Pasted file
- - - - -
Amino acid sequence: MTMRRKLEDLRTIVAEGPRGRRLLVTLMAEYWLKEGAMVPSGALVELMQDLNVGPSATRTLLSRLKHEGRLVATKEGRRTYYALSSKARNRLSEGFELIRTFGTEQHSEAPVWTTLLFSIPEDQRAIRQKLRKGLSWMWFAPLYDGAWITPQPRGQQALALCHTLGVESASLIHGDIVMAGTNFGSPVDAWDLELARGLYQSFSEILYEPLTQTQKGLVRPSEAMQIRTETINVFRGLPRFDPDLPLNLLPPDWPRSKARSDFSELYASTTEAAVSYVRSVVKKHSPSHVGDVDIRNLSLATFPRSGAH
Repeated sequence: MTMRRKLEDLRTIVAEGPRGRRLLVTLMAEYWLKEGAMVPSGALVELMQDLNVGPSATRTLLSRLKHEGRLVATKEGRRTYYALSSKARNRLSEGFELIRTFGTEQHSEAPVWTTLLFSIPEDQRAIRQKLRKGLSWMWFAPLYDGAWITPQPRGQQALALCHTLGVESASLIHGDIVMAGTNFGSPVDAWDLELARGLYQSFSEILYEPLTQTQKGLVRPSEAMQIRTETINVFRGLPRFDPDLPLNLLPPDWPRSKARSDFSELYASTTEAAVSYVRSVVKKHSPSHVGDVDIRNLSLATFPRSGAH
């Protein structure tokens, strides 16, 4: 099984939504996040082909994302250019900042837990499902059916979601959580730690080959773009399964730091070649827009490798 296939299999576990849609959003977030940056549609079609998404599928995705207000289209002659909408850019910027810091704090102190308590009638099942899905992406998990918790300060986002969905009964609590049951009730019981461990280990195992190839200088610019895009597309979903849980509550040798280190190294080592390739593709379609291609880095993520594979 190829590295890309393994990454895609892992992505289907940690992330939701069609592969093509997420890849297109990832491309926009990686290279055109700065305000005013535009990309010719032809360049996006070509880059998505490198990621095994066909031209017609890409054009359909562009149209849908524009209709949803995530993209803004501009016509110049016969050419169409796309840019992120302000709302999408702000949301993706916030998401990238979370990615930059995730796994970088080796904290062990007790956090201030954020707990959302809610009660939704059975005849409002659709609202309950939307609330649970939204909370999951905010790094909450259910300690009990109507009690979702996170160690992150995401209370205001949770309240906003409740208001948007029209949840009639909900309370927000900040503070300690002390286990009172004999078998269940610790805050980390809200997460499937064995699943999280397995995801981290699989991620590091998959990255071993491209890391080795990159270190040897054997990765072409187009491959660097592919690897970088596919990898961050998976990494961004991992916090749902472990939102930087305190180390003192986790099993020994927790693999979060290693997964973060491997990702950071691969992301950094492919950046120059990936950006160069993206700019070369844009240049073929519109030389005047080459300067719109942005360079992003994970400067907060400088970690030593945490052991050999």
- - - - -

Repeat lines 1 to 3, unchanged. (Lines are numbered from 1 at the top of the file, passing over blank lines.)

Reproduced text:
Amino acid sequence: MTMRRKLEDLRTIVAEGPRGRRLLVTLMAEYWLKEGAMVPSGALVELMQDLNVGPSATRTLLSRLKHEGRLVATKEGRRTYYALSSKARNRLSEGFELIRTFGTEQHSEAPVWTTLLFSIPEDQRAIRQKLRKGLSWMWFAPLYDGAWITPQPRGQQALALCHTLGVESASLIHGDIVMAGTNFGSPVDAWDLELARGLYQSFSEILYEPLTQTQKGLVRPSEAMQIRTETINVFRGLPRFDPDLPLNLLPPDWPRSKARSDFSELYASTTEAAVSYVRSVVKKHSPSHVGDVDIRNLSLATFPRSGAH
Repeated sequence: MTMRRKLEDLRTIVAEGPRGRRLLVTLMAEYWLKEGAMVPSGALVELMQDLNVGPSATRTLLSRLKHEGRLVATKEGRRTYYALSSKARNRLSEGFELIRTFGTEQHSEAPVWTTLLFSIPEDQRAIRQKLRKGLSWMWFAPLYDGAWITPQPRGQQALALCHTLGVESASLIHGDIVMAGTNFGSPVDAWDLELARGLYQSFSEILYEPLTQTQKGLVRPSEAMQIRTETINVFRGLPRFDPDLPLNLLPPDWPRSKARSDFSELYASTTEAAVSYVRSVVKKHSPSHVGDVDIRNLSLATFPRSGAH
């Protein structure tokens, strides 16, 4: 099984939504996040082909994302250019900042837990499902059916979601959580730690080959773009399964730091070649827009490798 296939299999576990849609959003977030940056549609079609998404599928995705207000289209002659909408850019910027810091704090102190308590009638099942899905992406998990918790300060986002969905009964609590049951009730019981461990280990195992190839200088610019895009597309979903849980509550040798280190190294080592390739593709379609291609880095993520594979 190829590295890309393994990454895609892992992505289907940690992330939701069609592969093509997420890849297109990832491309926009990686290279055109700065305000005013535009990309010719032809360049996006070509880059998505490198990621095994066909031209017609890409054009359909562009149209849908524009209709949803995530993209803004501009016509110049016969050419169409796309840019992120302000709302999408702000949301993706916030998401990238979370990615930059995730796994970088080796904290062990007790956090201030954020707990959302809610009660939704059975005849409002659709609202309950939307609330649970939204909370999951905010790094909450259910300690009990109507009690979702996170160690992150995401209370205001949770309240906003409740208001948007029209949840009639909900309370927000900040503070300690002390286990009172004999078998269940610790805050980390809200997460499937064995699943999280397995995801981290699989991620590091998959990255071993491209890391080795990159270190040897054997990765072409187009491959660097592919690897970088596919990898961050998976990494961004991992916090749902472990939102930087305190180390003192986790099993020994927790693999979060290693997964973060491997990702950071691969992301950094492919950046120059990936950006160069993206700019070369844009240049073929519109030389005047080459300067719109942005360079992003994970400067907060400088970690030593945490052991050999």